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Am J Hum Genet. 2019 Jul 3;105(1):221-230. doi: 10.1016/j.ajhg.2019.05.008. Epub 2019 Jun 20.

NCALD Antisense Oligonucleotide Therapy in Addition to Nusinersen further Ameliorates Spinal Muscular Atrophy in Mice.

Author information

1
Institute of Human Genetics, University of Cologne, 50931 Cologne, Germany; Center for Molecular Medicine Cologne, University of Cologne, 50931 Cologne, Germany.
2
Ionis Pharmaceuticals, Carlsbad, CA 92008, USA.
3
Excellence Cluster on Cellular Stress Responses in Aging Associated Diseases (CECAD), University of Cologne, 50931 Cologne, Germany.
4
Institute of Human Genetics, University of Cologne, 50931 Cologne, Germany; Center for Molecular Medicine Cologne, University of Cologne, 50931 Cologne, Germany; Institute for Genetics, University of Cologne, 50674 Cologne, Germany; Center for Rare Diseases, University Hospital of Cologne, 50931 Cologne, Germany. Electronic address: brunhilde.wirth@uk-koeln.de.

Abstract

Spinal muscular atrophy (SMA) is a neuromuscular disease causing the most frequent genetic childhood lethality. Recently, nusinersen, an antisense oligonucleotide (ASO) that corrects SMN2 splicing and thereby increases full-length SMN protein, has been approved by the FDA and EMA for SMA therapy. However, the administration of nusinersen in severe and/or post-symptomatic SMA-affected individuals is insufficient to counteract the disease. Therefore, additional SMN-independent therapies are needed to support the function of motoneurons and neuromuscular junctions. We recently identified asymptomatic SMN1-deleted individuals who were protected against SMA by reduced expression of neurocalcin delta (NCALD). NCALD reduction is proven to be a protective modifier of SMA across species, including worm, zebrafish, and mice. Here, we identified Ncald-ASO3-out of 450 developed Ncald ASOs-as the most efficient and non-toxic ASO for the CNS, by applying a stepwise screening strategy in cortical neurons and adult and neonatal mice. In a randomized-blinded preclinical study, a single subcutaneous low-dose SMN-ASO and a single intracerebroventricular Ncald-ASO3 or control-ASO injection were presymptomatically administered in a severe SMA mouse model. NCALD reduction of >70% persisted for about 1 month. While low-dose SMN-ASO rescues multiorgan impairment, additional NCALD reduction significantly ameliorated SMA pathology including electrophysiological and histological properties of neuromuscular junctions and muscle at P21 and motoric deficits at 3 months. The present study shows the additional benefit of a combinatorial SMN-dependent and SMN-independent ASO-based therapy for SMA. This work illustrates how a modifying gene, identified in some asymptomatic individuals, helps to develop a therapy for all SMA-affected individuals.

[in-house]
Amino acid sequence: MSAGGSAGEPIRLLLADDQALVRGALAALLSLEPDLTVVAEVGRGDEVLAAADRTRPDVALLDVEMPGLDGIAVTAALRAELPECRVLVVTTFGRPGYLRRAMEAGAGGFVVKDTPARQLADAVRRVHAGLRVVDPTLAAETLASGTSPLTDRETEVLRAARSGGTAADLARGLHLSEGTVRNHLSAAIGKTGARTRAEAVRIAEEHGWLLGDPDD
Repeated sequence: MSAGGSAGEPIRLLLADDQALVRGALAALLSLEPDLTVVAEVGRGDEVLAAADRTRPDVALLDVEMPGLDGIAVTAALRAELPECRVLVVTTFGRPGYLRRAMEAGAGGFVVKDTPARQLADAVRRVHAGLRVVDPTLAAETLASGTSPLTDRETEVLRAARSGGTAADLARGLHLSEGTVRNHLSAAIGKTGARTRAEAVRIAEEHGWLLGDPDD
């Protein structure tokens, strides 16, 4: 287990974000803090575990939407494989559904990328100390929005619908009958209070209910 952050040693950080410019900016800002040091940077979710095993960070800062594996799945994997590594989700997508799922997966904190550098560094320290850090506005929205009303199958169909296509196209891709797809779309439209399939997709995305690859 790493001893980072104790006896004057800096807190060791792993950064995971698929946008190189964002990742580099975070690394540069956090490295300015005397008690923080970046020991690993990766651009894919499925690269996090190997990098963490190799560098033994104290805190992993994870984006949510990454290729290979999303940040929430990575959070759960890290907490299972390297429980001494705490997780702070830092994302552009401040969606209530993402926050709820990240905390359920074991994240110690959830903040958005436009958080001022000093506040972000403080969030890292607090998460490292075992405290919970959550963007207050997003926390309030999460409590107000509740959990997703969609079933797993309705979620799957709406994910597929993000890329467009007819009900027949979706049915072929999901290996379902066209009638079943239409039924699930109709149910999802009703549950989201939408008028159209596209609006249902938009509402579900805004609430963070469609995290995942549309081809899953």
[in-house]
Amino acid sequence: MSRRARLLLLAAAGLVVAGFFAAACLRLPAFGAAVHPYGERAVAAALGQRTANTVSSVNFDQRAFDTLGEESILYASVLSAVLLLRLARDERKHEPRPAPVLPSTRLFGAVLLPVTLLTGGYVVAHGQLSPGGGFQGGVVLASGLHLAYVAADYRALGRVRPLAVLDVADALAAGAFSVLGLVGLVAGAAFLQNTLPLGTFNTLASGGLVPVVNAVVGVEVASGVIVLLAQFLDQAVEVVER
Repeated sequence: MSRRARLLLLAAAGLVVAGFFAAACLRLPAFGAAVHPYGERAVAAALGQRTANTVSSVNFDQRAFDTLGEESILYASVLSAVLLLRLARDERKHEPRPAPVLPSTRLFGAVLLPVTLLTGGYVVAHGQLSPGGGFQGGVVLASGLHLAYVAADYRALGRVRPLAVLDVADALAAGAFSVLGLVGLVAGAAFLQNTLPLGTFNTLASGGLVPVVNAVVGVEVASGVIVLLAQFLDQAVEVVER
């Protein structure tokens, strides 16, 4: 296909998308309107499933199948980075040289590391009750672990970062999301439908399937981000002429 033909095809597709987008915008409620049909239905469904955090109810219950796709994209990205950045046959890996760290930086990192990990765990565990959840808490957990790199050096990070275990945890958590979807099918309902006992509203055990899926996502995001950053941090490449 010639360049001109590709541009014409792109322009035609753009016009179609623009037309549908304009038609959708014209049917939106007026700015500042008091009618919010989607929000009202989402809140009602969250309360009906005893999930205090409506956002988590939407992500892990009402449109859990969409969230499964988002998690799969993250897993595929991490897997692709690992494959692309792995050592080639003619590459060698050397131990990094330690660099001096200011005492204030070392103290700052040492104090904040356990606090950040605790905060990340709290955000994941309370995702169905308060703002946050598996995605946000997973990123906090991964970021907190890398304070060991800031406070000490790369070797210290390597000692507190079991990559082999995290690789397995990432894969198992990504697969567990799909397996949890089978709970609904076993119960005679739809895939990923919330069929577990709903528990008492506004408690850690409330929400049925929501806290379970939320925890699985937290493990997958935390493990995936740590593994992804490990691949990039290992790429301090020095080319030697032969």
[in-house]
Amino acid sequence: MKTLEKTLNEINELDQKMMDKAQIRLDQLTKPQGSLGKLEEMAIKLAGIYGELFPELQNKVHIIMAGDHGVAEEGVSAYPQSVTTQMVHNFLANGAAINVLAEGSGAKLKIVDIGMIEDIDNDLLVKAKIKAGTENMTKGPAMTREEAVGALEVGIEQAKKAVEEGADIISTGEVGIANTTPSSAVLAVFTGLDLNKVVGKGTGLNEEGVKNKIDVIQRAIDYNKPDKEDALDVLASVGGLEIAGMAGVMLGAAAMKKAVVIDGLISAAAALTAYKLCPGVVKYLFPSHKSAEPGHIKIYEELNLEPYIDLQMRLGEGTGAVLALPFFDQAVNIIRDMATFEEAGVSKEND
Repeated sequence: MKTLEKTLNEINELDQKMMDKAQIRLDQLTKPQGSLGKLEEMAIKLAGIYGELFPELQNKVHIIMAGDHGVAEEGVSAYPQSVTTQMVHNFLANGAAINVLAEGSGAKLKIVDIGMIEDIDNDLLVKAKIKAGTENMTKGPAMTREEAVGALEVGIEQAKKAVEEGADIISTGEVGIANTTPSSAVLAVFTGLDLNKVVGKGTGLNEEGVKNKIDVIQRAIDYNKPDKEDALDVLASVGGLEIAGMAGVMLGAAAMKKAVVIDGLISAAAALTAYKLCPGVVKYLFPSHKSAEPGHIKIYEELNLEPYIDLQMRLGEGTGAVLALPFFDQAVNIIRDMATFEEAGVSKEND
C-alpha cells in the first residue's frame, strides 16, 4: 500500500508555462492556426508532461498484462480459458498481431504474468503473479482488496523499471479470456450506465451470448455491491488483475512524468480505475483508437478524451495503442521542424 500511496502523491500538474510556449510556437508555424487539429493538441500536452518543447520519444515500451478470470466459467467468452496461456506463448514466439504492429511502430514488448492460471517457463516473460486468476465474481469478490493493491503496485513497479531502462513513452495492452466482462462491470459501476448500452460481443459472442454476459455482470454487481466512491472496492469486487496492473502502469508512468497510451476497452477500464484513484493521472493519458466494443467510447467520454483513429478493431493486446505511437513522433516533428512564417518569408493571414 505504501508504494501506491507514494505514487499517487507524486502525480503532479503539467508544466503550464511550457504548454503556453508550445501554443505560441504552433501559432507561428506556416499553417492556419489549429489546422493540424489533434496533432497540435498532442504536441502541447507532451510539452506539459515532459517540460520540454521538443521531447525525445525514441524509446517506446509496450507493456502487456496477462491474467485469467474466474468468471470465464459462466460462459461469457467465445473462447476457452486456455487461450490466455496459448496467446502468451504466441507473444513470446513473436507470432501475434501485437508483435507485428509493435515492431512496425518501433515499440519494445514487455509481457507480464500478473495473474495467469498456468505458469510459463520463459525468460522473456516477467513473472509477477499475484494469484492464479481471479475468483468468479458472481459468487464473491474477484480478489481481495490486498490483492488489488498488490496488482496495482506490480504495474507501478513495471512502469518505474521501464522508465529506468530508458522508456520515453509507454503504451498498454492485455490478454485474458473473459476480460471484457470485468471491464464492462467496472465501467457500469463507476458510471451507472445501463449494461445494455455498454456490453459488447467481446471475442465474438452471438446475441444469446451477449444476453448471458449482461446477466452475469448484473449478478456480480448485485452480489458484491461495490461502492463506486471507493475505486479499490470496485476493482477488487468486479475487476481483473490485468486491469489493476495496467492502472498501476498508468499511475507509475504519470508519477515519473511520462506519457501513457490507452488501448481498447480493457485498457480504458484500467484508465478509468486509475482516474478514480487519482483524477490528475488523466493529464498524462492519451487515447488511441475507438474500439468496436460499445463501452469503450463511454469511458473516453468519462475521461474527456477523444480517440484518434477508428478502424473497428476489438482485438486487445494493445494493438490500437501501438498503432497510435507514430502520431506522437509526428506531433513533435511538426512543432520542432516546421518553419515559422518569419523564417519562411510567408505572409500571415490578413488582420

KEYWORDS:

ASO therapy; NCALD; SMA; SMN1; SMN2; modifier gene; motor neuron disorder; neuromuscular disorder; neuromuscular junction; spinal muscular atrophy

PMID:
31230718
PMCID:
PMC6612520
[Available on 2020-01-03]
DOI:
10.1016/j.ajhg.2019.05.008

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